Choosing a product, however, can seem daunting with so many brands and models on the market. The first step is ensuring the purifier has a high efficiency particulate air filter, most commonly known as HEPA, according to Lew Harriman, the retired director of research at consulting firm Mason-Grant.

When it comes to combating the spread of the coronavirus, Illinois Institute of Technology engineering professor Brent Stephens said the empirical evidence supporting air purifiers is newer and less concrete. But he added that he believes they can be helpful. He highlighted a July report from the U.S. Centers for Disease Control and Prevention, which found in a study performed this year that a HEPA air cleaner can reduce exposure to COVID-19 indoors, particularly when combined with masking.

Stephens normally avoids add-ons such as ionization systems aimed at inactivating viruses, because the literature on them is limited, he said. Moreover, he said there’s some indication these technologies could prove counterproductive. Some HEPA models include such features, which he just turns off.

He does recommend checking an air purifier’s clean-air delivery rate, an industry standard that helps measure efficacy. The higher the rate, the more particles the unit can filter and the larger area it can serve, according to the U.S. Environmental Protection Agency. For wildfire smoke, users might want to buy a model that filters out odors in addition to pollutants, Stephens said. Harris, with the Environmental Defense Fund, also advises scanning third-party effectiveness tests.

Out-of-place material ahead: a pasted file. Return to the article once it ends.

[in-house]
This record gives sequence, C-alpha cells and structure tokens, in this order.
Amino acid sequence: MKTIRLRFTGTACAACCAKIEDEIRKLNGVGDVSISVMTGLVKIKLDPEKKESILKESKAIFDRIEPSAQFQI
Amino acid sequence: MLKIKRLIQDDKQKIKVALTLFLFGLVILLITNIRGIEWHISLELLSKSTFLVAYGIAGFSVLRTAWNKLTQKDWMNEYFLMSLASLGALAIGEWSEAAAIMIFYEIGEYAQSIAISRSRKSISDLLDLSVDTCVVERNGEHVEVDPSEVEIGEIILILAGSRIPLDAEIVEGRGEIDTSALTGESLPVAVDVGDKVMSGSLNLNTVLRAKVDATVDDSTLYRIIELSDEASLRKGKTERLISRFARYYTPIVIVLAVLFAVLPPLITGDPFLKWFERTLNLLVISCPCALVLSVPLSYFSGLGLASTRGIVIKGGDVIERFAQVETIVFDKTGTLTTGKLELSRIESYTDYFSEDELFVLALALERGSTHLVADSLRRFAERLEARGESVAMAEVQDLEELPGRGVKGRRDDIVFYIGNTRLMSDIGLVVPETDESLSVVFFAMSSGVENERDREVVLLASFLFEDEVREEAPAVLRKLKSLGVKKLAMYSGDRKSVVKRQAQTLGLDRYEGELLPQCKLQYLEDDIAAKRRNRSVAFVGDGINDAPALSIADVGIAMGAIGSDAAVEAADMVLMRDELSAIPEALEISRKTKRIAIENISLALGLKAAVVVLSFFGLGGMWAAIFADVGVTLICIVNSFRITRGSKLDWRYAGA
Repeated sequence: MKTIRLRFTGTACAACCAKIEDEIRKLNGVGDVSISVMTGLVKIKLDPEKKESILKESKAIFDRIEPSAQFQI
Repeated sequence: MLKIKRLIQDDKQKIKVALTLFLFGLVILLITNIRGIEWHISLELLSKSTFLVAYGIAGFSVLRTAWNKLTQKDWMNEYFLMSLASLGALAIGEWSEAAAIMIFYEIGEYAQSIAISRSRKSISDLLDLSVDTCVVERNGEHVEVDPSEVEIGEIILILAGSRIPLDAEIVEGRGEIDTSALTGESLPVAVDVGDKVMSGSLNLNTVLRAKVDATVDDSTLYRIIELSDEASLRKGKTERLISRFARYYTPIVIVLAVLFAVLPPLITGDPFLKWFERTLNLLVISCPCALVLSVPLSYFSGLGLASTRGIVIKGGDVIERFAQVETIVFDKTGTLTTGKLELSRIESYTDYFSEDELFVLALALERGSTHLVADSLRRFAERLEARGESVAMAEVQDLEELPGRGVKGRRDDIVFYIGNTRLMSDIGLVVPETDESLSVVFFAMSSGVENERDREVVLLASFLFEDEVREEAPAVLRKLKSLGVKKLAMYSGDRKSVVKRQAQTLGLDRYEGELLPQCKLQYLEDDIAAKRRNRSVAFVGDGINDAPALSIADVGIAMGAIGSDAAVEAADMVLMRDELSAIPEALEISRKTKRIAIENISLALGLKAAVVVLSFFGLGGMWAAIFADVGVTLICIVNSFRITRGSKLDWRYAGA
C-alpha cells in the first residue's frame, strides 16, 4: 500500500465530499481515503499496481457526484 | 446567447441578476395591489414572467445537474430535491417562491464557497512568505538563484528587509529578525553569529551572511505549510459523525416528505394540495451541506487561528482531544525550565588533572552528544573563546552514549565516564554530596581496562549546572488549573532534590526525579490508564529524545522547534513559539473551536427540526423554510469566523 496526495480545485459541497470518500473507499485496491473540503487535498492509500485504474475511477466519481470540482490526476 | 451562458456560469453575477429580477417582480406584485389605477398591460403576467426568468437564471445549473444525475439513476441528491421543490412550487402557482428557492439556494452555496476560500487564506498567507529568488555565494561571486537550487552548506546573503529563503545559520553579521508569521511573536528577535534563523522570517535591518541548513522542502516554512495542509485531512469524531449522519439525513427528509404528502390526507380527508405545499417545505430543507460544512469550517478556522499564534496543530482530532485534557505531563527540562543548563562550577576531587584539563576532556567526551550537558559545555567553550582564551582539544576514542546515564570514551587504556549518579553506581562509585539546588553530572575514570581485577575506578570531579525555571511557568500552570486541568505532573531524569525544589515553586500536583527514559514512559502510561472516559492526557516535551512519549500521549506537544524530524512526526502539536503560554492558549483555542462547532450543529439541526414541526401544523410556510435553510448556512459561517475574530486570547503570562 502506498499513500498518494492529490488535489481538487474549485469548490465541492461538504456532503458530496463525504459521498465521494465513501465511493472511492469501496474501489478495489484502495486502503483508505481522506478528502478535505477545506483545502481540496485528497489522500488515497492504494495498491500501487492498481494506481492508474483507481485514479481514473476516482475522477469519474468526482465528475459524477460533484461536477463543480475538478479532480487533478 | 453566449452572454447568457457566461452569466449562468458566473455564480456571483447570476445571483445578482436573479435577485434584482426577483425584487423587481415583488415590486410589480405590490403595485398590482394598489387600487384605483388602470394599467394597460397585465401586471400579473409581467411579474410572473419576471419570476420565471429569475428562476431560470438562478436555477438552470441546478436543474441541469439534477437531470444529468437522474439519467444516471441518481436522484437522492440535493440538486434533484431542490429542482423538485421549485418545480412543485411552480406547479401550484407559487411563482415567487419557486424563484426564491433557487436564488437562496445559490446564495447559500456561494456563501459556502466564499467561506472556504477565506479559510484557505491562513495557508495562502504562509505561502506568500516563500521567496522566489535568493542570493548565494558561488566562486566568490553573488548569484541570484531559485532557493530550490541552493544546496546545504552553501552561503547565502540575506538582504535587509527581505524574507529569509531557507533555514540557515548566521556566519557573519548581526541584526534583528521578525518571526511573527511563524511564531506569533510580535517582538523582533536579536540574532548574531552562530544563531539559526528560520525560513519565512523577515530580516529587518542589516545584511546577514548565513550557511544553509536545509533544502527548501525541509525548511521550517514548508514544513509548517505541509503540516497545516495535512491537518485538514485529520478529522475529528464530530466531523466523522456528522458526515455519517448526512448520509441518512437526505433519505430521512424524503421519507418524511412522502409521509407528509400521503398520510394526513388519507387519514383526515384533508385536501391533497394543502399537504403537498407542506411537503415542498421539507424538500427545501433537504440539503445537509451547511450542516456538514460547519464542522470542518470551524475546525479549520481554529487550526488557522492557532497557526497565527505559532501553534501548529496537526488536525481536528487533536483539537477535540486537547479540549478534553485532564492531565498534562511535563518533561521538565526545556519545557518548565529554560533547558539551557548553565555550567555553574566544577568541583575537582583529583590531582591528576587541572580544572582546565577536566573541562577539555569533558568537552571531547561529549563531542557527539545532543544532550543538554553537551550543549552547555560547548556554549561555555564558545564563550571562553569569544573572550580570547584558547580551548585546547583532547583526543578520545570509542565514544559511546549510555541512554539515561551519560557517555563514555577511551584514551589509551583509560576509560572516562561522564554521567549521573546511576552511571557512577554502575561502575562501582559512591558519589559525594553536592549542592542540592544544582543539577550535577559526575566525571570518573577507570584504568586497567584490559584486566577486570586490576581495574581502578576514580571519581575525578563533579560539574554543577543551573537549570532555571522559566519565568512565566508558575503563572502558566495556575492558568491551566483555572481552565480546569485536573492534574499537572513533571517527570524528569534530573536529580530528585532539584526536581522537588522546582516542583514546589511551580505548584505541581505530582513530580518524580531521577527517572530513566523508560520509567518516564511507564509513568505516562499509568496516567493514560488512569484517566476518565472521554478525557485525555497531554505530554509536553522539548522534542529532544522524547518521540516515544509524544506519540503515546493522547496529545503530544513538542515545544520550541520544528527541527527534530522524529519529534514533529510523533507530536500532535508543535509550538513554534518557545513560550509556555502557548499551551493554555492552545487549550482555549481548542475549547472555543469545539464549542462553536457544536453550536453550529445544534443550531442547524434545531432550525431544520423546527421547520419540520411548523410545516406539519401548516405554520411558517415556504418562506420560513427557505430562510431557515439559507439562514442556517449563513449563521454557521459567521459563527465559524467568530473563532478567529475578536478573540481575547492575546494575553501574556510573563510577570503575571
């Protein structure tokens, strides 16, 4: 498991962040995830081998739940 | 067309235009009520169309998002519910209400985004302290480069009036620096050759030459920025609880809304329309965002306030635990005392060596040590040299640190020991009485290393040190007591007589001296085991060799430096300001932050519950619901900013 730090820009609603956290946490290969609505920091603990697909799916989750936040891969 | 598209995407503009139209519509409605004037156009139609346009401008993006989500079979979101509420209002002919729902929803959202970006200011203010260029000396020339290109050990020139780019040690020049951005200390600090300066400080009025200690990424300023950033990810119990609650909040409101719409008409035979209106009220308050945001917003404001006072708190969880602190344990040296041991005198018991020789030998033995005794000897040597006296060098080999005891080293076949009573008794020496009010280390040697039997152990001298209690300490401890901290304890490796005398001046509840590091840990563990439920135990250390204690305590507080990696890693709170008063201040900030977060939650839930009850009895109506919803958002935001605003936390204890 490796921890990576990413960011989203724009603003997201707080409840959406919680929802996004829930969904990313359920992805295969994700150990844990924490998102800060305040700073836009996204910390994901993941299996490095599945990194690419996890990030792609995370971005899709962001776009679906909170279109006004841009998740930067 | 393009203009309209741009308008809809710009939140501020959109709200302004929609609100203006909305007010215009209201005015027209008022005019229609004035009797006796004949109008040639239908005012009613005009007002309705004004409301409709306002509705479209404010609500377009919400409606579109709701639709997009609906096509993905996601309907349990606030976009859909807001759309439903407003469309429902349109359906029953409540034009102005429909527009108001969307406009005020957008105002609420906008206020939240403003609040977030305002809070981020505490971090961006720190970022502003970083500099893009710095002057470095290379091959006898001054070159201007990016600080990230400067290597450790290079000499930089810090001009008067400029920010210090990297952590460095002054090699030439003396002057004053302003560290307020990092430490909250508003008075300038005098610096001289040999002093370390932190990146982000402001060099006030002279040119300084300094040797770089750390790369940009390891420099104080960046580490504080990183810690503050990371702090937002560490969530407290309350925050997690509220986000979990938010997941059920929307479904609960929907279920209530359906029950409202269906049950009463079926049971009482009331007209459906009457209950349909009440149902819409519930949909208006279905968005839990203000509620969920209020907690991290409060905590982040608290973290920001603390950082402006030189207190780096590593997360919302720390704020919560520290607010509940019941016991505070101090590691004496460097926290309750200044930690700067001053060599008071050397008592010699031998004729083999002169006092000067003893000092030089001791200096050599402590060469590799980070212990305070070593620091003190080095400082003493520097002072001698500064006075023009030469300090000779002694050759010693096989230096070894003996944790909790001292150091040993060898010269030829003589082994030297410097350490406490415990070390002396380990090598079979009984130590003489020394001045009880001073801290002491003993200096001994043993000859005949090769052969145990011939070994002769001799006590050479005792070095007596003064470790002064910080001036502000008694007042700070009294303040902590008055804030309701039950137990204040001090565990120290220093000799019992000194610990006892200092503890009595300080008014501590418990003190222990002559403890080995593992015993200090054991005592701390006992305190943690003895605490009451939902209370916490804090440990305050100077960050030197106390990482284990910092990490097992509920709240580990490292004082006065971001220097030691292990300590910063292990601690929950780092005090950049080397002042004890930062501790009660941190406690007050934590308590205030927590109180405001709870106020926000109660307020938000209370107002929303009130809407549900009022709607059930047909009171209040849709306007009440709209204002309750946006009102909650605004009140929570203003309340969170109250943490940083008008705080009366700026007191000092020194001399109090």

To make sure people are getting clean air wherever they are in the home, Harriman suggests buying several small purifiers and scattering them around the house — which could also come at a lower cost than buying a larger machine. It’s more effective to be near a working air purifier when inside, he said, rather than rely on the reach of a big one in another room.

Overall, there’s no need to spend a fortune, either. Some “workhorse models” cost around $500 to $600, Stephens said, but it’s also possible to get “really good products” for $200 to $300. The price will of course depend on what’s available in a particular area and whether others are also rushing to buy the appliances.

Reliable HEPA cleaners include those made by Blueair AB, Honeywell International Inc. and Coway Co., among others, Harriman said. In the past three months, Coway purifier sales increased by 102.8% compared to the same period in 2020, spokesperson Jordan Weintraub said in an email. The company usually sees a spike when air quality worsens amid wildfires.

Harris said she’s experienced the reassurance air purifiers provide in reducing pollution on smoky days, in terms of how the atmosphere in her house feels and smells. But she notes that relying on appliances to deal with the threat posed by a deadly pathogen or fallout from global warming is not a long-term strategy.

Many people “lack the resources to make purchases like private air purifiers to help reduce their exposure,” Harris said. “There are societal solutions needed here, very clearly.”